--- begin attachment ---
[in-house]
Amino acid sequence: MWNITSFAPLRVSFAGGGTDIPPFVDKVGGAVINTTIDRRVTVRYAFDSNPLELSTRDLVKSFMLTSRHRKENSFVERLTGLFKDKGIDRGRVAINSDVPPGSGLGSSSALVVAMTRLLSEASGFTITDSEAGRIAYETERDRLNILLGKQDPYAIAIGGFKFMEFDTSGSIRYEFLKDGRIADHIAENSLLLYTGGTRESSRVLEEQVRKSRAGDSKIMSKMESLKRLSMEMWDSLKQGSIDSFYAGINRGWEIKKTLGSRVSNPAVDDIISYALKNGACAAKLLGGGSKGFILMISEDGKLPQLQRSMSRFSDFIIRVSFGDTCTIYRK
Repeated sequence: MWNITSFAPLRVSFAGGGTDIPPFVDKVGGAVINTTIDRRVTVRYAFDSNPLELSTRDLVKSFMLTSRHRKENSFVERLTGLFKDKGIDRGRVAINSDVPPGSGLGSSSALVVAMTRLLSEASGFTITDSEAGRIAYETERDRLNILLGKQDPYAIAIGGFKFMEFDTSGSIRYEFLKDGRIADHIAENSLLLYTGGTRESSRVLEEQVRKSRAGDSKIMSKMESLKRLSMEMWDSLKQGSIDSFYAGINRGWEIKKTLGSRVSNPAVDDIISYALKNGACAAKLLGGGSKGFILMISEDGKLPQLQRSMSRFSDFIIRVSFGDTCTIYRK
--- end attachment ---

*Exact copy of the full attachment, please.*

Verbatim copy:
[in-house]
Amino acid sequence: MWNITSFAPLRVSFAGGGTDIPPFVDKVGGAVINTTIDRRVTVRYAFDSNPLELSTRDLVKSFMLTSRHRKENSFVERLTGLFKDKGIDRGRVAINSDVPPGSGLGSSSALVVAMTRLLSEASGFTITDSEAGRIAYETERDRLNILLGKQDPYAIAIGGFKFMEFDTSGSIRYEFLKDGRIADHIAENSLLLYTGGTRESSRVLEEQVRKSRAGDSKIMSKMESLKRLSMEMWDSLKQGSIDSFYAGINRGWEIKKTLGSRVSNPAVDDIISYALKNGACAAKLLGGGSKGFILMISEDGKLPQLQRSMSRFSDFIIRVSFGDTCTIYRK
Repeated sequence: MWNITSFAPLRVSFAGGGTDIPPFVDKVGGAVINTTIDRRVTVRYAFDSNPLELSTRDLVKSFMLTSRHRKENSFVERLTGLFKDKGIDRGRVAINSDVPPGSGLGSSSALVVAMTRLLSEASGFTITDSEAGRIAYETERDRLNILLGKQDPYAIAIGGFKFMEFDTSGSIRYEFLKDGRIADHIAENSLLLYTGGTRESSRVLEEQVRKSRAGDSKIMSKMESLKRLSMEMWDSLKQGSIDSFYAGINRGWEIKKTLGSRVSNPAVDDIISYALKNGACAAKLLGGGSKGFILMISEDGKLPQLQRSMSRFSDFIIRVSFGDTCTIYRK